Okay. I can do this.

The alarm goes off. I get up and keep writing.

The email comes from the editor who’s been reviewing my manuscript. She thinks it’s very good, but in the end, feels it’s not right for her. You, my faithful blog readers (all five of you), will laugh to hear she thought the science fiction in my book overwhelmed the romance. As one of my friends said, evidently she didn’t make it to Chapter Eight. **sigh** Hoist, as they say, by my own petard. Whatever a petard may be.

I really want to sleep in the next morning. But I get up, sit myself in front of the computer and stare at the offending manuscript. For two hours. With no result. My baby is perfect, thank you very much. I don’t care if everyone else thinks she has two heads and a tail. Now, of course, if you’re offering to pay me to whack off one head and the tail, I’ll consider it.

The biggest problem, though, is when that damn alarm rings and you know you have nothing waiting for you at the computer but a blinking cursor. Somehow that ever-flowing fountain of ideas and dialogue and scenarios and character details has just slowed to a trickle. These are the days when it seems you are fighting your story for every word, bleeding each phrase onto the page, slogging through one page at a time. Maybe it’s the wrong story, you think. Or the wrong approach. Maybe I should start with this scene, or that one. In desperation you skip to something five chapters ahead that does seem clear to you and write that out. And you wait. Because, if your Muse works like mine, eventually the tap will start to flow again. Your subconscious will solve that little plot problem or character glitch and give you a solution.

That happened to me this week. I’d been struggling with my latest project, a space opera set in my Interstellar Rescue universe. The war had gone on so long, I thought maybe I was fighting a lost cause. Still, I kept at it, writing a page at a time, a bad scene at a time, until, finally, my writer’s intuition kicked in and gave me what I needed. I don’t think it would have happened if I’d given up and stayed in bed. And now I have something to get up for.

When the alarm rings tomorrow, I’ll be wide awake.

Cheers, Donna

Monday, May 2, 2011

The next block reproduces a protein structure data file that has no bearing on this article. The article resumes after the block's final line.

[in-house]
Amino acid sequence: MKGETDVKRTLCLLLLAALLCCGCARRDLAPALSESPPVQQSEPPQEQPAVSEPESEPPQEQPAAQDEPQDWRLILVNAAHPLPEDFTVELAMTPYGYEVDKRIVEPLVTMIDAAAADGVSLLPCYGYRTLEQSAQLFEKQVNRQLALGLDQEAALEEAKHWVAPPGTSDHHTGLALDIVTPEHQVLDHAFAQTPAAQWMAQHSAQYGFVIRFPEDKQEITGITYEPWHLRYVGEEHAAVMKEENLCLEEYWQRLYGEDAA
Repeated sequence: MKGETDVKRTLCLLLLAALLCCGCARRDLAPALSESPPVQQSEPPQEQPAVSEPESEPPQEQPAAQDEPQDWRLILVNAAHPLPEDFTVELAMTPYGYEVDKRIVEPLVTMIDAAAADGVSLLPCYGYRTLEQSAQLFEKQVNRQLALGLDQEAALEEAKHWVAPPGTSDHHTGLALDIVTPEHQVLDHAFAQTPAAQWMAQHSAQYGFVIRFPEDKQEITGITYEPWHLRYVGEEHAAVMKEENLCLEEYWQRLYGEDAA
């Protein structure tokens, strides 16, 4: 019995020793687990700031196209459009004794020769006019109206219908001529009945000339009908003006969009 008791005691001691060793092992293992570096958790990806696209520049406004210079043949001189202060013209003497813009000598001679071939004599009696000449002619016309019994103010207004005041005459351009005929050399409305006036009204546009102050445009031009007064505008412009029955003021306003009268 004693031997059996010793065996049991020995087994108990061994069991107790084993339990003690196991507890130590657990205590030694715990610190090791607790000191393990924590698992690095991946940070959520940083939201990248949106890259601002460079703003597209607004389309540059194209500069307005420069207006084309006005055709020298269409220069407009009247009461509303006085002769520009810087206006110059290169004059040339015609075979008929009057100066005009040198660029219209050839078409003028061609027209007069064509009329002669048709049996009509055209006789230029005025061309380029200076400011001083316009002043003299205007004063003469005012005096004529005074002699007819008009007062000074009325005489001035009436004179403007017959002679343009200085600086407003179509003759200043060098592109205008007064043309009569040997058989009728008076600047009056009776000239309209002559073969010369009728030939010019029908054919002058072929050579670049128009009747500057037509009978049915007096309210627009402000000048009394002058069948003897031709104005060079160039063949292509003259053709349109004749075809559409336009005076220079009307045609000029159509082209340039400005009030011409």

Laurie's Journal

My life is still in whirlwind mode, but I’m making my checklists and working through all the to-do’s and to-do-nexts systematically.

Thanks to everyone who voted on a dress selection on last week’s journal. I think I’m getting close to a decision. I’ll keep you posted.

Actions I've taken as a writer. Where am I? What am I doing?

As I reported last week, I finished the new revisions for my market draft of The Outer Planets (applause! applause!) and it promptly went off to my IPs—Indispensable Peers and critiquers extraordinaire—for final vetting. The Amazing Barbara (also known as author phenom Barbara Elsborg of Ellora’s Cave and Loose-Id fame, et al) had the read-through done in days along with liberal feedback. Bottom line. She liked it!

Now you have to understand the context. Barbara reads hundreds—or possibly thousands—of books (sometimes three or more a day!) so an “I liked it” is akin to “you made the grade!” And best of all, the part she liked the best was the last part of the story—the part no one had seen before. It was the section I was most worried about, and to hear her say it was exciting and fast-paced made my century. Thanks so much, Barbara.

I have four more vets out there vetting, and I’ll wait for the group consensus before doing any major tweaking, but my confidence level in The Outer Planets just made a Moon launch.

I was so excited that I sat down and opened my old manuscript, and next project, Draxis. And nearly had heart failure. With about three chapters left to write in the middle of the story, it tops out at over 154,000 words! After I came to (heh, heh), I started skimming the text and recognized that getting it down to size is not going to be a major issue. Let’s just say that I used to be far more verbose—okay, ridiculously verbose—and trimming the fat to get this WIP down to competition weight will be easy peasy (or so I say now). At least, I don’t anticipate near the alligator wrestle I had with The Outer Planets.